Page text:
Reprinted courtesy of Information Week
Sprite Launches Its Own Mobile Social Network As A Marketing Tool For Teens
Posted by Stephen Wellman, Jun 6, 2007 12:28 PM
Soft drink brand Sprite
announced today at the Mobile Marketing Forum 2007 conference in New York plans to launch a mobile social networking platform for the U.S. market. Looks like some marketers are putting some money where their mouth is when it comes to long-term customer engagement. Or is this just some crazy dot-com-like spending?
Sprite's new mobile offering, called the Sprite Yard, is a mobile social network that lets users chat, send messages, upload and share pics from their camera phones, and download content. The service is aimed at teens and is designed to help Sprite become more deeply connected to its younger customers. The Yard went live in China on June 1 and will launch in the United States later this month.
Unlike other mobile social networks, the point of entry for the Sprite Yard will be Sprite's single-serving bottles. Users send a short code from inside a bottle cap to a short code. The short code triggers a text message with a URL that sends the user's mobile phone browser to a sign-up page.
Users can customize their online IDs and personas, just like in desktop online social networks. The big key to the Sprite Yard is free downloadable content. Sprite bottles will also carry short codes for free downloads like ring tones, pictures, and other exclusive content, including "visitones" and "mobisodes."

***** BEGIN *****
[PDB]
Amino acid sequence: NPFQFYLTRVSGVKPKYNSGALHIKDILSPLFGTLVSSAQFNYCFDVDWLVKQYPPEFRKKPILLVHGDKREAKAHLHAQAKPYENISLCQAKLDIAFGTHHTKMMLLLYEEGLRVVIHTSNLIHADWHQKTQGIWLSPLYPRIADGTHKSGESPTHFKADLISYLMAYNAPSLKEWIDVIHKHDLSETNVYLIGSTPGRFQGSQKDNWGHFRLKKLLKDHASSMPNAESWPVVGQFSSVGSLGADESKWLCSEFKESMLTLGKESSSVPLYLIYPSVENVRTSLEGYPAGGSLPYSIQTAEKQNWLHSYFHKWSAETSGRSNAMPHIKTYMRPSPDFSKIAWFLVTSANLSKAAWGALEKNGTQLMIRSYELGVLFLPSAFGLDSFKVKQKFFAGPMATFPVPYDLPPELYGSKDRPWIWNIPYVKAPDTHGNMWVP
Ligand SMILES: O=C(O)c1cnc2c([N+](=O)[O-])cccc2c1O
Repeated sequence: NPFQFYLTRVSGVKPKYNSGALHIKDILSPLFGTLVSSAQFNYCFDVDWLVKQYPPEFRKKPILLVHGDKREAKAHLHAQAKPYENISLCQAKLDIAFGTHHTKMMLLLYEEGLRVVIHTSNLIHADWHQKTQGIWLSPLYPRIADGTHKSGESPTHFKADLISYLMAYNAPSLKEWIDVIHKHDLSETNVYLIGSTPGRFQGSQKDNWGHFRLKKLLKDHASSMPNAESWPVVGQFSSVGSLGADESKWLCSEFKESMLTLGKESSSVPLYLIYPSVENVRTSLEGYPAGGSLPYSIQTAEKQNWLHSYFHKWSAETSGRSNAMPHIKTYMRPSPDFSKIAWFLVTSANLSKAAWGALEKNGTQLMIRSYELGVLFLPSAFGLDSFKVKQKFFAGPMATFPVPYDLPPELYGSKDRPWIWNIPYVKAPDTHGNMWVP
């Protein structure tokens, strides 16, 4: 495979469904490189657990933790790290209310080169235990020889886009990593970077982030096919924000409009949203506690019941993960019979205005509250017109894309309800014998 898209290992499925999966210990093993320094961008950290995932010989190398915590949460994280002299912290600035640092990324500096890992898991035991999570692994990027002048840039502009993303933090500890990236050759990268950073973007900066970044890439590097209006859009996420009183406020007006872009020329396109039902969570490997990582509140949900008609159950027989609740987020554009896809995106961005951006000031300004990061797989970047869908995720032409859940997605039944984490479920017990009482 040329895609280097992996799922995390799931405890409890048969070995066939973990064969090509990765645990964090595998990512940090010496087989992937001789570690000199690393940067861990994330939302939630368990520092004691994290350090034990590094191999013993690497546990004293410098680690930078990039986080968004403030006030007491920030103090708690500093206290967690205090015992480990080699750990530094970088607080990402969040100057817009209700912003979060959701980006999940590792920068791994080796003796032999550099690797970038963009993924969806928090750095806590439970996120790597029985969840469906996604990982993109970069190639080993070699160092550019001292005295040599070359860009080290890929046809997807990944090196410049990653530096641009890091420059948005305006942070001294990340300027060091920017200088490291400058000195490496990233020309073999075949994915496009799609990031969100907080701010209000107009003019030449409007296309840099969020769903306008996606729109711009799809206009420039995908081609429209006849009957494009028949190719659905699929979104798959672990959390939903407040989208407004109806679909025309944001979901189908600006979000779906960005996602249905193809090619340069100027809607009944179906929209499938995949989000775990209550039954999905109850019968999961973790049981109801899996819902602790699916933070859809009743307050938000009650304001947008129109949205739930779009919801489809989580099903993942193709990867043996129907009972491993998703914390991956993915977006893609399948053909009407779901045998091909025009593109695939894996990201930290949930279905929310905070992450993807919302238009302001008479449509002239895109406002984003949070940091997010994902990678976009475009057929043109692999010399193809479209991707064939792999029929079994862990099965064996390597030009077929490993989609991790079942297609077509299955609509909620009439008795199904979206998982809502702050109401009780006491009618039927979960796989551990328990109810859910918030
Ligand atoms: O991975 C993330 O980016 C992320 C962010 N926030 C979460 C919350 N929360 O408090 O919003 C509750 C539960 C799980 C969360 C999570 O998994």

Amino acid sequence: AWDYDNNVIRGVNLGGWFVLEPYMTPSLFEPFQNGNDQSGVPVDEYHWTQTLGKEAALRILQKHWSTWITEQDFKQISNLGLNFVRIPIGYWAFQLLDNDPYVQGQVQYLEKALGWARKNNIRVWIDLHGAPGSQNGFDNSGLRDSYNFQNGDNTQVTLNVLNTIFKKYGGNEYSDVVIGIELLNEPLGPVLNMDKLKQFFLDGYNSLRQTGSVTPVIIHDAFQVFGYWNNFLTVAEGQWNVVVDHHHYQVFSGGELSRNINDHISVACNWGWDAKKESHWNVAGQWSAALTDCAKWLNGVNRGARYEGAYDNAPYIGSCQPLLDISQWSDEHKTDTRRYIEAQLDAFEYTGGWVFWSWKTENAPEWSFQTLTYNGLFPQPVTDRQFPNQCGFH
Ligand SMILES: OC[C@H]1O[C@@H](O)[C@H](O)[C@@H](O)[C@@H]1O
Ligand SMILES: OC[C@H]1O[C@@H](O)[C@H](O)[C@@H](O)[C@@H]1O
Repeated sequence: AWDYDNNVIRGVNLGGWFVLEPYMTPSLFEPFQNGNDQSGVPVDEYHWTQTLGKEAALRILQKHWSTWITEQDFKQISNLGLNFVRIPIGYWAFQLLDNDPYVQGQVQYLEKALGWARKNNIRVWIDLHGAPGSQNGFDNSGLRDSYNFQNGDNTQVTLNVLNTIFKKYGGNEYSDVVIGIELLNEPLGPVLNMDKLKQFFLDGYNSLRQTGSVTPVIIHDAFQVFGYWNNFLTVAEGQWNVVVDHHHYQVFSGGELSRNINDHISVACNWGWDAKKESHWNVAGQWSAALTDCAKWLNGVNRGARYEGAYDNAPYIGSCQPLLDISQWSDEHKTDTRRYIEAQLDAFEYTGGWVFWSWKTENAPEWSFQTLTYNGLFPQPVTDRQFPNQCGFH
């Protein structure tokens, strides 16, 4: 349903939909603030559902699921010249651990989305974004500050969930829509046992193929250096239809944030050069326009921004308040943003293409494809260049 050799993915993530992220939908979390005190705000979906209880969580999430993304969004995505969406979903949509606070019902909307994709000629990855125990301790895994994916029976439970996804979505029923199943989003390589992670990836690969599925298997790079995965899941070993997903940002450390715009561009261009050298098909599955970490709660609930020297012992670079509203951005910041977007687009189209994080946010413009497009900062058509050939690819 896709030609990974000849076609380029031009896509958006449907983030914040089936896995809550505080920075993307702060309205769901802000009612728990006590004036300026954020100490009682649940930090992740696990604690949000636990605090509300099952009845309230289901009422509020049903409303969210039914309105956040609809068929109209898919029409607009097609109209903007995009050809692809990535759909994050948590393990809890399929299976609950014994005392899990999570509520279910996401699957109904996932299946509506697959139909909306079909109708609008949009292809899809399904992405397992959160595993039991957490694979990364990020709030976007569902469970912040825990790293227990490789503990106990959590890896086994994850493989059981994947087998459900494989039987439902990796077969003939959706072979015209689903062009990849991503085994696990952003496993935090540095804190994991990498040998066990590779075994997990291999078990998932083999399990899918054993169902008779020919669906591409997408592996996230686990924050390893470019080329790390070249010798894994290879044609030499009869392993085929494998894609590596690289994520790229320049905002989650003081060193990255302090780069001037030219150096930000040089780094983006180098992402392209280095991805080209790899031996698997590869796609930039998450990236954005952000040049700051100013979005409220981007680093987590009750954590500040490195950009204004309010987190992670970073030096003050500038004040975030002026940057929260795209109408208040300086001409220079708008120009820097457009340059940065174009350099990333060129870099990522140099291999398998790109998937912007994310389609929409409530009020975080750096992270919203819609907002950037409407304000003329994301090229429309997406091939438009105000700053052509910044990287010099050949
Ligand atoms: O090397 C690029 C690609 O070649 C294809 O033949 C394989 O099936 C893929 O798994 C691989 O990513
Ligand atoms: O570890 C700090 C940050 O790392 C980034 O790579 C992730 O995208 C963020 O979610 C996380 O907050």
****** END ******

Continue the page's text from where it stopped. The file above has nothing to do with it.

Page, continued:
Sprite representatives said that they didn't expect to generate any revenue from the Yard other than through growing sales for the sparkling beverage.
Sprite is the second-largest trademark of the Coca-Cola Co. and is the third-largest sparkling beverage brand in the world.
Will this experiment work? The Sprite Yard is an expensive proposition. Building a running a global mobile social network ain't cheap. How will Sprite know if this will work? Obviously, more downloaded content means more soda sold (or at least becomes a direct metric linking sales to an online connection). But how valuable is that? And is there anything on the Yard in terms of content or service that teens couldn't get anywhere else?
Sprite reps on hand were reluctant to put any numbers to project. "We don't typically talk numbers," said Shelley de Villiers, director of Sprite global brand management.
But without metrics, how can anyone be sure that this initiative will work? What do you think? Will the Sprite Yard pave the way for a new form of mobile marketing? Or will it flop?